I read, actually that’s not true, I didn’t read them. I devoured two fantasy books this past week and while they have weaknesses, I enjoyed both. I recommend them with the warning that, as of yet, sequels are not yet available. Read them at your own risk.
The first few chapters left me unsure of this book, but once I plowed past them it improved greatly. I am struggling to decide what write for a book which totally engrossed me and had me put aside things I really needed to do in order to read 300 pages last night in order to finish before I had to return it today (due to my not thinking about the due date). The Telling of the story, the character, world, and development completely engrossed me. It also reminded me of parts of my past that I had set aside and were now missing from my life. I am slowly bringing those back and the joy they bring me are priceless.
I wish I had realized that The Wise Man’s Fear, Day Two will be released in April 2009. I will wait impatiently for it’s publication.
I picked this book up more because Jones is a Barnard Alumna (’08) than for any other reason.
I enjoy dragon stories, but the mechanical yet magical-ness of the dragons did not catch and hold me to this story, and thus it fails to earn it’s fifth star.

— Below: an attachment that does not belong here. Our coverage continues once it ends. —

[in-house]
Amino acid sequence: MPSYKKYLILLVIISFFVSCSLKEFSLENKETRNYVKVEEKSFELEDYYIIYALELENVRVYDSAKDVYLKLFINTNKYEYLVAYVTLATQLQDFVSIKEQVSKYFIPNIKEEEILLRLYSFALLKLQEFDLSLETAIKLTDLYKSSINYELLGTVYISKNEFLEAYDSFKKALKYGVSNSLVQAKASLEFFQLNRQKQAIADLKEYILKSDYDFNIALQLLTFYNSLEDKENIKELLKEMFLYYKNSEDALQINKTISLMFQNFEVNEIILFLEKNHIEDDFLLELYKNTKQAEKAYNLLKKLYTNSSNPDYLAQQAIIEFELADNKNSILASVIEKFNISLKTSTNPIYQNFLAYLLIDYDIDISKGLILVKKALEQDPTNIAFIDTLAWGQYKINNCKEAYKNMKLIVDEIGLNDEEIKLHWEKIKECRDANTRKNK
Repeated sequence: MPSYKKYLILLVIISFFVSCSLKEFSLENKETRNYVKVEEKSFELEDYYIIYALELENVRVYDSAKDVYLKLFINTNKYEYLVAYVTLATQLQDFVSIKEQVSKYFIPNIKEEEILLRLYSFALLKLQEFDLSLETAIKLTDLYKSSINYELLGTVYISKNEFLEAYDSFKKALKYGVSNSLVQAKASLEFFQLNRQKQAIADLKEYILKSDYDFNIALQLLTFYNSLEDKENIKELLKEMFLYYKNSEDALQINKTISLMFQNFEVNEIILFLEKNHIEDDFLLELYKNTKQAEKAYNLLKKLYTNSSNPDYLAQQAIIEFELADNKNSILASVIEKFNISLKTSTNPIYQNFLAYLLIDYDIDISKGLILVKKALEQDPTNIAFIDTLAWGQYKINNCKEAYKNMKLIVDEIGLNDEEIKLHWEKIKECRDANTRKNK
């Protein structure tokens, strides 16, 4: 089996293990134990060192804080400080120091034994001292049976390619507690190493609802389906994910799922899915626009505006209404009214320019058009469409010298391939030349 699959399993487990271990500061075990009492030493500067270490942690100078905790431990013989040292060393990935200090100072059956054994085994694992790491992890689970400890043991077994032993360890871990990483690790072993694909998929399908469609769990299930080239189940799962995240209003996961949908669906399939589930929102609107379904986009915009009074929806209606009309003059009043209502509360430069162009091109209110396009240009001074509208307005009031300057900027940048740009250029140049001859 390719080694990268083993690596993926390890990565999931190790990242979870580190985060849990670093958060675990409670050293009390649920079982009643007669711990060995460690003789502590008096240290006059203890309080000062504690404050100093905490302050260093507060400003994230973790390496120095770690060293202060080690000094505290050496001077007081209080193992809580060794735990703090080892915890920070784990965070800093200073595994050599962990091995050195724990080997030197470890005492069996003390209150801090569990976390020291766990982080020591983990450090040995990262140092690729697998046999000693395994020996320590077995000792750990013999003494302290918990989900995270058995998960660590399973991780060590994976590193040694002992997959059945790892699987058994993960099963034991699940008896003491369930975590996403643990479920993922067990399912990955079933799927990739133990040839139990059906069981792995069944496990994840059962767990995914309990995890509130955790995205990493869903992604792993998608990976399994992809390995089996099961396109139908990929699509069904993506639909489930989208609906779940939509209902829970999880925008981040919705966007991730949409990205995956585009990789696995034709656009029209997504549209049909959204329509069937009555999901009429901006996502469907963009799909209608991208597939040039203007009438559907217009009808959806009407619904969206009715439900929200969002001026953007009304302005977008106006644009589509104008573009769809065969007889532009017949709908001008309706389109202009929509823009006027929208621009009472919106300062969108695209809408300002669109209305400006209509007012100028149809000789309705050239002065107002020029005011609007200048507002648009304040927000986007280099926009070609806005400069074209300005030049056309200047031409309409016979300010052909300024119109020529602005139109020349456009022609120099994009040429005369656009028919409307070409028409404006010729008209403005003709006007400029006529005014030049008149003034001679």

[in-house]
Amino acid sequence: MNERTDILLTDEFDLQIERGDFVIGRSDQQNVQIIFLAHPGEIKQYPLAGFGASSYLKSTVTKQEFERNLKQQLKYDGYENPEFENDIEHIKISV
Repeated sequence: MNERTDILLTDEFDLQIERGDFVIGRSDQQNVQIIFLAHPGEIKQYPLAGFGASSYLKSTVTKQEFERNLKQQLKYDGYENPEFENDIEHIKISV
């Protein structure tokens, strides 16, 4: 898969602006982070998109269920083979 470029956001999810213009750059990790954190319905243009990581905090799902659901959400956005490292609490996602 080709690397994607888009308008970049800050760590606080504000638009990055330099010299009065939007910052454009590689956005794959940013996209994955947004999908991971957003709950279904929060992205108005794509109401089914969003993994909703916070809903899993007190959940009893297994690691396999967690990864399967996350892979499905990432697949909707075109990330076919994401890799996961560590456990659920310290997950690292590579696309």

It does earn four however for the following reasons:
the pace, the language, and the relationships of the story, while not perfect, kept and held me until I had devoured this book. I thought about the world in which it was set and contemplated the “outside the scenes” actions … that sort of thing hasn’t happened for me in a while. That earned this book three stars.
The fourth was earned because I was impressed by the language choices and really enjoyed the fresh-ness of it. I’ve read plenty of “street” stories and rarely have I found a character who felt free to be him or herself and cuss and they needed to.
However, this is not the novel I thought it was and I found many failings in character (and to some degree, world) development. I was not impressed with the dragons as there wasn’t enough discussion of them. The brief descriptions of their workings felt stuck in there like a post-it and detracted because it left me daydreaming about how it could happen.
I also wonder why the women characters are portrayed as they were, though based on my Barnard experience I may (falsely) understand.
I look forward to reading more from Jones and Bennett in the future.